Using Web 2.0 Tools to Enhance EFL Teaching Practice

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The Web 2.0 is also known as the "Read and Write Web." This means that, unlike its predecesor the Web 1.0, it enables us not only to access but also to create and share content. New tools with such capabilities are constantly being developed. On this page you will find:
  • information about some Web 2.0 tools
  • some ideas as to how they can be used in the classroom.

Please feel free to add your findings and suggestions.



Graphic Organizers

Learning Management Systems


Online Communities


Photo sharing

RSS Feeds

Slide sharing

Social Bookmarking

Types of Communication

  • synchronous versus asynchronous
  • Blended classes: 1) synchronous/asynchronous, 2)online/f2f, 3) learning theory

Video Hosts

Virtual Worlds





  • Web-based application that allows users to hold asynchronous conversations around media which could be in the form of audio, images, videos or text.
  • It also allows visitors to make comments in five different ways:
    1. by telephone
    2. by webcam
    3. by microphone
    4. by text
    5. by file upload. You can also use a combination of the above.
  • The conversations can be shared with anyone in the world or they can be kept private for selected individuals.

Note:This tool does not require any downloading and provides you with an embed code so it can be added to blogs, wikis and other web pages. You can see some useful tutorials on the site itself.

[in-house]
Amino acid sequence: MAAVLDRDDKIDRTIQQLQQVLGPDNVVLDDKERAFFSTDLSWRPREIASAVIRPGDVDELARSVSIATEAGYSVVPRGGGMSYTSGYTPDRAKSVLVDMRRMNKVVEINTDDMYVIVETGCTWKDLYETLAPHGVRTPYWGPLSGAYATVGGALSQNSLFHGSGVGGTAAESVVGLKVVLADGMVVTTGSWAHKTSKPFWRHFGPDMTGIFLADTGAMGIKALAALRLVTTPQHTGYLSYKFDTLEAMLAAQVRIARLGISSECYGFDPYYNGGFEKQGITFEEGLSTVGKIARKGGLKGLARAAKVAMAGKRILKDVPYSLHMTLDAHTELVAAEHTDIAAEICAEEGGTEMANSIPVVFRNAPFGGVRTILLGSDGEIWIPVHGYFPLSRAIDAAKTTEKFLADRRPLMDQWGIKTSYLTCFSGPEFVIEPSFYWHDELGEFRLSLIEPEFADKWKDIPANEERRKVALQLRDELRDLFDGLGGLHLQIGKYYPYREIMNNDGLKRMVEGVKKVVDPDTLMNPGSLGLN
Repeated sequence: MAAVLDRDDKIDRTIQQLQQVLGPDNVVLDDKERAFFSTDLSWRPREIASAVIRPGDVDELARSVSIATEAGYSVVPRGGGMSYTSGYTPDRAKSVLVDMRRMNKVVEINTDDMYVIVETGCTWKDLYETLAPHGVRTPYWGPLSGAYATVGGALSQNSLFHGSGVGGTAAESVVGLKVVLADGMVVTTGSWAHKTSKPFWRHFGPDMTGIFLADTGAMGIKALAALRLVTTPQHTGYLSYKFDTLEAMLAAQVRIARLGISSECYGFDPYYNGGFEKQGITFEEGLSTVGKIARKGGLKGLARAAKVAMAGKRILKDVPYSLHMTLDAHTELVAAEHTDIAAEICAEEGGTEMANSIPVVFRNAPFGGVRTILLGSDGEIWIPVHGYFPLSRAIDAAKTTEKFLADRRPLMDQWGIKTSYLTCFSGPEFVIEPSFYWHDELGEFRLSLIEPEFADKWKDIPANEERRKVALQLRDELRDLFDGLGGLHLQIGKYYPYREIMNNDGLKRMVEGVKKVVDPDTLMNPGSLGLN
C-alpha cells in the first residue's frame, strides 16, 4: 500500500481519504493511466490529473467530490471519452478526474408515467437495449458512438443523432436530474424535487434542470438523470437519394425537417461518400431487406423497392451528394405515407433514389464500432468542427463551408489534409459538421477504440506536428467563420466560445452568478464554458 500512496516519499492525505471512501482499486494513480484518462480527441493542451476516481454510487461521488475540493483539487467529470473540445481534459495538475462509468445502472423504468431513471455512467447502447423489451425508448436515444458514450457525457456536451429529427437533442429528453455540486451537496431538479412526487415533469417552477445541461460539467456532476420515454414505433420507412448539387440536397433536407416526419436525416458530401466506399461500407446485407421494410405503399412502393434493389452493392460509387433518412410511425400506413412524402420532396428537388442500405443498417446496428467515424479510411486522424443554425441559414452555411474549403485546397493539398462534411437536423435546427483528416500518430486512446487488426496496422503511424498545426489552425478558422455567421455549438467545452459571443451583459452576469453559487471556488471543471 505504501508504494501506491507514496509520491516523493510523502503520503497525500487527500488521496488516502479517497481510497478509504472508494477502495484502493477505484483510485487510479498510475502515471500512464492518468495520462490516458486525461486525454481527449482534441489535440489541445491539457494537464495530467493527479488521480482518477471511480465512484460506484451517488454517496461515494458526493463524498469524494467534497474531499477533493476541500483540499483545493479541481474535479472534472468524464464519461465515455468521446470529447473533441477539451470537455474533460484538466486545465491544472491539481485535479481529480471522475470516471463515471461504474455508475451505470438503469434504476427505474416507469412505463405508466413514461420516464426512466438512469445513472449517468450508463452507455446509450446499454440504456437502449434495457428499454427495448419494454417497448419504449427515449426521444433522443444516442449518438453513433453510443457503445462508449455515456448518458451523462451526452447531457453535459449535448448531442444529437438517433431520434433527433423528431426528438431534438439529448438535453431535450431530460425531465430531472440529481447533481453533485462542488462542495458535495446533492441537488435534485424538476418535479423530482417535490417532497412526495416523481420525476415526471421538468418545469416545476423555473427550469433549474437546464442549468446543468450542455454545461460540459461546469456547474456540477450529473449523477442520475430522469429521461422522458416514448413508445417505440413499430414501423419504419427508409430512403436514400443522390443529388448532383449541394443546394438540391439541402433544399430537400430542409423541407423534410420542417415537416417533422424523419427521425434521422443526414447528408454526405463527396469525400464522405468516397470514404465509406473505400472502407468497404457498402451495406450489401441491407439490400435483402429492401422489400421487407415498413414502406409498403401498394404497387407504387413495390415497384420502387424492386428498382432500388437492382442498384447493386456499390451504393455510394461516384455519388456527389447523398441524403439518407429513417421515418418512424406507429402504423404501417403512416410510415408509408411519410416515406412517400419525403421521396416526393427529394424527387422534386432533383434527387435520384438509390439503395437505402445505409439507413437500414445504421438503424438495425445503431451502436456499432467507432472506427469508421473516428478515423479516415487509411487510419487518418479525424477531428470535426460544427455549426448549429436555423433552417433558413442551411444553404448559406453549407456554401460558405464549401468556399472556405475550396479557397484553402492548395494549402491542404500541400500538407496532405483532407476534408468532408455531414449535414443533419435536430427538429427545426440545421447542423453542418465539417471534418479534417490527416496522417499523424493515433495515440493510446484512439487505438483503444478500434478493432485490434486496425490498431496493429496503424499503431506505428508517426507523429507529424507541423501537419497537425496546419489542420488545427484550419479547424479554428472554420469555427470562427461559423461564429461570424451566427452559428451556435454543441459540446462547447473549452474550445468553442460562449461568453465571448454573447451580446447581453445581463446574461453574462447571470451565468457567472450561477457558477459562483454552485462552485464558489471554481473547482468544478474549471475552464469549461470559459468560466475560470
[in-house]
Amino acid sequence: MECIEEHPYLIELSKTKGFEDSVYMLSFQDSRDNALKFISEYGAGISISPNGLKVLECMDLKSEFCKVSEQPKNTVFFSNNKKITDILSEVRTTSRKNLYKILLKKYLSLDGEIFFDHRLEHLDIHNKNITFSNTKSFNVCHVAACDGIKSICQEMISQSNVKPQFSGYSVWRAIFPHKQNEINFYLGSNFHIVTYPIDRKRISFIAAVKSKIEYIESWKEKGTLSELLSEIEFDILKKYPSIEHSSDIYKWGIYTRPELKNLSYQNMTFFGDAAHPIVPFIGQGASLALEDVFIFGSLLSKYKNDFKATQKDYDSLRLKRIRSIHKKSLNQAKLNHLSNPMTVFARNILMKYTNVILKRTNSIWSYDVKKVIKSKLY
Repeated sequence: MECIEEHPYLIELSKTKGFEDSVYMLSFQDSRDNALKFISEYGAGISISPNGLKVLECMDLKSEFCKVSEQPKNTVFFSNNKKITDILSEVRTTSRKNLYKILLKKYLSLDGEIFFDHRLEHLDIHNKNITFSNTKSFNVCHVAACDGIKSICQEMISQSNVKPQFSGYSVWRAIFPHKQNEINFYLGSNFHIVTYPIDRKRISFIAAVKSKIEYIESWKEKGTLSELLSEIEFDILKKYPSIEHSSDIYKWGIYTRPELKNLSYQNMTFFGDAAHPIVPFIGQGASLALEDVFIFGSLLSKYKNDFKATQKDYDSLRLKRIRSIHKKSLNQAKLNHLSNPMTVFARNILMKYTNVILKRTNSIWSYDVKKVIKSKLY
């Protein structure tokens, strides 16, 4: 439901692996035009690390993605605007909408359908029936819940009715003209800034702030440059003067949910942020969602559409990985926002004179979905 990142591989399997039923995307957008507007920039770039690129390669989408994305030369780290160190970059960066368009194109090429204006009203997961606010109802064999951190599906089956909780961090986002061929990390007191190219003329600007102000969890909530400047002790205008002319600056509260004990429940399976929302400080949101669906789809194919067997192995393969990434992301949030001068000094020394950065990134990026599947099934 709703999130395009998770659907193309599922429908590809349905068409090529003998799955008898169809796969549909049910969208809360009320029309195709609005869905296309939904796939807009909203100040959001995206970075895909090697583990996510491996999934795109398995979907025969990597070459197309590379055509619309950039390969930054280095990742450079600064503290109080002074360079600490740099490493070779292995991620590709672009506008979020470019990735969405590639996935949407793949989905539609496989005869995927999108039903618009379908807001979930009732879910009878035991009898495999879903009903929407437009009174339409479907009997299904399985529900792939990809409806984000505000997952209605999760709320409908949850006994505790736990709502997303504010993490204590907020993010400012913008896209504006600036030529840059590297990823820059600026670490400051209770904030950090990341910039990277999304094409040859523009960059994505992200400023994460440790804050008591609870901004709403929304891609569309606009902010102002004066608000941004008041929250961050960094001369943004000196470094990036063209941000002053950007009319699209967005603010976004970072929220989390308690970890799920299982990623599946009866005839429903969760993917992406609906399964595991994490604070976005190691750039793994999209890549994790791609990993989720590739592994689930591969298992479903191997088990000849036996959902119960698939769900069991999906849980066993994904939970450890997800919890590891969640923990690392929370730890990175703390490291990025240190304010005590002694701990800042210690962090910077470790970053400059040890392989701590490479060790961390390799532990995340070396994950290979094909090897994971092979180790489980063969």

Possible uses in the classroom

  • Conversations around a given topic: some examples below
    • Jobs: prior to their use of the tool, the learners had been working on this topic in their coursebooks.
    • Animals in Danger: this was part of a bigger project during which the learners looked for information on the topic, shared findings in class and finally chose the animal they wanted to talk about.
    • Earth Day: two groups of kids worked simultaneously on this project. They looked for information about the topic and discussed it in class. As a "Take Action" activity, they wrote their messages on paper bags that were then displayed on the school noticeboard. Finally, they created the VoiceThread for inclusion in their class blog.
      1. Group A  
      2. Group B
  • Picture description: the teacher can upload pictures, or even better, drawings made by the learners themselves, for others to describe.
  • Guessing activity: use incomplete pictures and invite students to make guesses about them.
  • Giving directions: upload different plans of parts of a town with different buildings highlighted (the tool allows you to do this) and invite suggestions about the best way to go from one place to another.
  • Storytelling: upload different pictures around which students can create a story. The teacher can provide the opening sentence for each picture/part of the story for students to build from there.
  • Film review: upload a video of a movie trailer to prompt comments on the film.
  • Making predictions: upload the image of the cover of a book for students to make predictions about genre, plot, etc.

To do list

Those who wish to add to this page are encouraged to use the discussion tab above.

  • Organize web tools according to blogs, microblogs, wikis, agregators, etc.
  • Provide strategies and examples for each type of tool.
  • Provide internal links (e.g., within Wikieducator) that foster collaboration among EFL/ESL educators.